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You have already seen how labels in Kubernetes are used for identifying, selecting, and organizing objects. But labels are just one way to attach metadata to Kubernetes objects.

Another way is annotations, which is a key/value map that attaches non-identifying metadata to objects. Annotation has a lot of use cases, such as attaching:

  • pointers for logging and analytics

  • phone numbers, directory entries, and web sites

  • timestamps, image hashes, and registry addresses

  • network, namespaces

  • and, types of ingress controller

Here’s an example for annotations:

Annotations can be used to assign network information to pods, and in Chapter 9, you’ll see how a Kubernetes annotation can instruct Juniper Contrail to attach an interface to a certain network. Cool.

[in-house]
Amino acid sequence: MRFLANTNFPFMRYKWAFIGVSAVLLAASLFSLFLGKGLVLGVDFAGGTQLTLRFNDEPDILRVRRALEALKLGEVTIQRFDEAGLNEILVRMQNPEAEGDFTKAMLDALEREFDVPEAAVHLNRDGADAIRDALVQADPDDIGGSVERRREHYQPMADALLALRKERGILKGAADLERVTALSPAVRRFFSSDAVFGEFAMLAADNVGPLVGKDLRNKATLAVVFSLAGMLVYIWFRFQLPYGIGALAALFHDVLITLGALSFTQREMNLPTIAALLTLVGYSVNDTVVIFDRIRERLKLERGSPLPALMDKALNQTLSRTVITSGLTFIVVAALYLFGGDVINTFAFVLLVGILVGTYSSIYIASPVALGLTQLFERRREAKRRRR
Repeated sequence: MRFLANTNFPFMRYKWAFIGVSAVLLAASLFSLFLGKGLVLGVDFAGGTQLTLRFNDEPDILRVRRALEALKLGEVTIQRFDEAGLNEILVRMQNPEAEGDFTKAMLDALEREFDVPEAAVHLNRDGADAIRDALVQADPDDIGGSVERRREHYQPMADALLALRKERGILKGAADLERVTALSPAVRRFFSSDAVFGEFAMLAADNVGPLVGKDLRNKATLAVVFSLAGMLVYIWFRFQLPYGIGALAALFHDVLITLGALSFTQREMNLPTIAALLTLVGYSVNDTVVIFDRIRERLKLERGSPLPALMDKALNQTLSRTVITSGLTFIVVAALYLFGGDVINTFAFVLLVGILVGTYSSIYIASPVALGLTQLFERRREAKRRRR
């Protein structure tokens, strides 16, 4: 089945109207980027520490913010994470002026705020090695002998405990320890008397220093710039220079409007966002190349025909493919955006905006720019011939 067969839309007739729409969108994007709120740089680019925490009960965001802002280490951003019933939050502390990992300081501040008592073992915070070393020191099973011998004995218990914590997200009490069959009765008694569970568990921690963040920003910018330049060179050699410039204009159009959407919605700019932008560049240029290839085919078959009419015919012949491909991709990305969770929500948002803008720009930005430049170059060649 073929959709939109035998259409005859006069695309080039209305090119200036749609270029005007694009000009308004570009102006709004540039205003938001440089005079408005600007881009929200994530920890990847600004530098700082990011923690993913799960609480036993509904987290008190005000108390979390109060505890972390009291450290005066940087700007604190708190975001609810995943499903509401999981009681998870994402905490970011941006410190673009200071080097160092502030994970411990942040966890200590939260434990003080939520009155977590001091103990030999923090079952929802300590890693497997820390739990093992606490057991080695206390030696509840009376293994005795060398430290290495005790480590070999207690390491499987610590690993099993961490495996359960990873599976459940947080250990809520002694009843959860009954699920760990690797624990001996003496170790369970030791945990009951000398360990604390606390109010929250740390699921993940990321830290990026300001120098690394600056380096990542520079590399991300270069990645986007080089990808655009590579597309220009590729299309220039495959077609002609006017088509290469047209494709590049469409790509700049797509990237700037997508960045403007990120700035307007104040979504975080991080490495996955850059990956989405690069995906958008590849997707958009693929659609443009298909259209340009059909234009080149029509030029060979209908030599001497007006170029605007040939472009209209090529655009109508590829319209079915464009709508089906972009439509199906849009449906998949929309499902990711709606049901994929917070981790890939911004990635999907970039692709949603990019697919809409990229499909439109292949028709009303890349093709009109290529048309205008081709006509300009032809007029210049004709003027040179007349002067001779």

Before seeing annotations in action, let’s first create a network with a minimum configuration based on the de facto Kubernetes network custom resource definition. NetworkAttachmentDefinition is used here to indicate the CNI as well as the parameters of the network to which we will attach to the interface pod:

The type, awesome-plugin, is the name of the CNI which could be Flannel, Calico, Contrail-K8s-cni, etc.

Create a pod and use annotations to attach its interface to a network called net-a:


According to the official Kubernetes network custom resource definition, the annotation is used to represent NetworkAttachmentDefinition and has two formats:


To maintain compatibility with existing Kubernetes deployments, all pods must attached to the cluster-wide default network, which means even if you have attached one pod interface to a specific network, this pod would have two interfaces: one attached to the cluster-wide default network, and the other attached to the network specified in the annotation argument (net-a in this case).